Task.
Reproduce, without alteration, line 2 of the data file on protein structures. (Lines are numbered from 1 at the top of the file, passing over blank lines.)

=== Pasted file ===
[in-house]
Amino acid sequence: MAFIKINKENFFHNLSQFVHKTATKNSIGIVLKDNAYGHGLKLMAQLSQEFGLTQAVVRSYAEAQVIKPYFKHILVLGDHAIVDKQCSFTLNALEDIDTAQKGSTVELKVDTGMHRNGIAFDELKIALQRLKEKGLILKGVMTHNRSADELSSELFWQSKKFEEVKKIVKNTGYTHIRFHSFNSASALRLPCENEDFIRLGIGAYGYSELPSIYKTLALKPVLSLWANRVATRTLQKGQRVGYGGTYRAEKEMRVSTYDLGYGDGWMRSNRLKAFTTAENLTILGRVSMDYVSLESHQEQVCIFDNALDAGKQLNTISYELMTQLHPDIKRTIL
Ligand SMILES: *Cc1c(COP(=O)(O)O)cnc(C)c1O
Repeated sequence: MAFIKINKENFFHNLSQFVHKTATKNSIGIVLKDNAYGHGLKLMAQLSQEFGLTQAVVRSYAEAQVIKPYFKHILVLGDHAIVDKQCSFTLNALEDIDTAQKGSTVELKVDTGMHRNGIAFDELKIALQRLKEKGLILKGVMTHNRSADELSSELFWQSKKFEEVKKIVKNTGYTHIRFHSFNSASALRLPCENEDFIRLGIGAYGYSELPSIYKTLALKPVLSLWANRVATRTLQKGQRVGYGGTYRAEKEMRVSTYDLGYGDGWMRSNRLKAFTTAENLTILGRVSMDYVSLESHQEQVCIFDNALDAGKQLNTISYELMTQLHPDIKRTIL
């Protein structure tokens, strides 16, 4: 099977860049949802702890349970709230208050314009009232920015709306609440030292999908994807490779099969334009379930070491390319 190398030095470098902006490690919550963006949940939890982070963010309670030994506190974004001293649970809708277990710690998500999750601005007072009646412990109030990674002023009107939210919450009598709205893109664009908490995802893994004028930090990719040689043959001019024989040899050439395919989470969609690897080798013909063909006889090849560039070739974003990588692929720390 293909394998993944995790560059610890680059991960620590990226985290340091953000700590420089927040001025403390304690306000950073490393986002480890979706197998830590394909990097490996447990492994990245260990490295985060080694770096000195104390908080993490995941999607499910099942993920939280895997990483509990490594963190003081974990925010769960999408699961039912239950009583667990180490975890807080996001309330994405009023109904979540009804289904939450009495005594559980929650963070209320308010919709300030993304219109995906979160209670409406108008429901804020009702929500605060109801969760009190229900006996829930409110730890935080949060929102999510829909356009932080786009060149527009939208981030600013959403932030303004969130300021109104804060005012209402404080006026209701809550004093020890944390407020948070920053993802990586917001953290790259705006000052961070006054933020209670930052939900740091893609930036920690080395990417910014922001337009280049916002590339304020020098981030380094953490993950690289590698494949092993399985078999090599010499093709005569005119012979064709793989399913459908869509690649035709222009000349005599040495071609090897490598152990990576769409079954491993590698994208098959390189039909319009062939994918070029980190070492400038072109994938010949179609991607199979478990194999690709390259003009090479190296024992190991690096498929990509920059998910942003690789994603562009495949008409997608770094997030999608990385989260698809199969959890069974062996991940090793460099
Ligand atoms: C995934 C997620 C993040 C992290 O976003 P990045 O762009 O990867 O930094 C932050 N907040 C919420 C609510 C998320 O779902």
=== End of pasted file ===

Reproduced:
Amino acid sequence: MAFIKINKENFFHNLSQFVHKTATKNSIGIVLKDNAYGHGLKLMAQLSQEFGLTQAVVRSYAEAQVIKPYFKHILVLGDHAIVDKQCSFTLNALEDIDTAQKGSTVELKVDTGMHRNGIAFDELKIALQRLKEKGLILKGVMTHNRSADELSSELFWQSKKFEEVKKIVKNTGYTHIRFHSFNSASALRLPCENEDFIRLGIGAYGYSELPSIYKTLALKPVLSLWANRVATRTLQKGQRVGYGGTYRAEKEMRVSTYDLGYGDGWMRSNRLKAFTTAENLTILGRVSMDYVSLESHQEQVCIFDNALDAGKQLNTISYELMTQLHPDIKRTIL